Leonhard Euler was born in Switzerland on April 15th, 1707. Euler studied many areas of mathematics including calculus, trigonometry, geometry, algebra, and number theory. He is one of the most prolific mathematicians of all time. He published 886 papers and books.
In 1736 at age 29, Euler solved a very interesting problem. Mathematicians know this problem as the “Seven Bridges of Konigsberg.” The problem is stated as follows: In the city of Konigsberg in Russia, there are 7 bridges. These bridges help connect the city that has been separated by rivers. Is it possible start walking from one part of Konigsberg and cross each bridge exactly once and return to your starting point?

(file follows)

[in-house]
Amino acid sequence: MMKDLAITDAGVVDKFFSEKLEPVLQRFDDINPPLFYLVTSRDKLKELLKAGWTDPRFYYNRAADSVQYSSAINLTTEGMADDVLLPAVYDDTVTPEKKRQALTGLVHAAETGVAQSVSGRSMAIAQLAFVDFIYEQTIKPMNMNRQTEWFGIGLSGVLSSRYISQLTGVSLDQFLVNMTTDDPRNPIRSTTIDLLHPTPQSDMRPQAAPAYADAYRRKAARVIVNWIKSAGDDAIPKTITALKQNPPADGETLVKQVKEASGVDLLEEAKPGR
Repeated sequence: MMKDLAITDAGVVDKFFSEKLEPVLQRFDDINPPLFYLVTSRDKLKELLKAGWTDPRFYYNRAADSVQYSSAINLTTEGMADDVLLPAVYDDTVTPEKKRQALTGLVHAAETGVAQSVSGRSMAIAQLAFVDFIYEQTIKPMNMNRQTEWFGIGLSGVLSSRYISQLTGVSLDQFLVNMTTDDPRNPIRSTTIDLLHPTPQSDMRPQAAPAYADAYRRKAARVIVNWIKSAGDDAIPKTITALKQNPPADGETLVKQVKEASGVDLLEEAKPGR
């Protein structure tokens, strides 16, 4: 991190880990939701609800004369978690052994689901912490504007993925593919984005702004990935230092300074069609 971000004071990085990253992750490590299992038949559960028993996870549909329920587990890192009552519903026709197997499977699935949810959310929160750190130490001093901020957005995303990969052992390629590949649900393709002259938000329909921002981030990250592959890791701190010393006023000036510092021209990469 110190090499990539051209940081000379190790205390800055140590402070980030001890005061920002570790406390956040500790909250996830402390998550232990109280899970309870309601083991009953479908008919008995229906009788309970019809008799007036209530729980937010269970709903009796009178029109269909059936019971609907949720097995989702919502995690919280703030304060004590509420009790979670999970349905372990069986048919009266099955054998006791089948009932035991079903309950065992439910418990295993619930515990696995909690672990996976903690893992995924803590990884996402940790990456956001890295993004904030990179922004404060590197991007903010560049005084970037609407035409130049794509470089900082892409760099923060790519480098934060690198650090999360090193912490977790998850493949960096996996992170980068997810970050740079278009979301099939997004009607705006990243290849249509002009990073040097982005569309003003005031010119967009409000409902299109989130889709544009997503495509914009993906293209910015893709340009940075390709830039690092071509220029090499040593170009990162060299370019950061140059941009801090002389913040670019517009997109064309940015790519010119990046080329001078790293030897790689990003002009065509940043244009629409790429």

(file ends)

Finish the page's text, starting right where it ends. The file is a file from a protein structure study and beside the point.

Euler was able to show that it is impossible to construct such a path. He did so by viewing the problem in a more abstract, but simpler way. This is how Euler visualized the problem.
He removed all of the unnecessary detail and represented the landmasses as dots and the bridges as lines. He called the blue dots “vertices” and the black lines “edges.” By doing so, he invented an entirely new branch of mathematics called graph theory.
Your task is to solve the same type of problem as Euler. Below are some different “graphs.” Either show a way to start at one vertex, use every edge exactly once, and arrive back at the same vertex, or explain why this is impossible.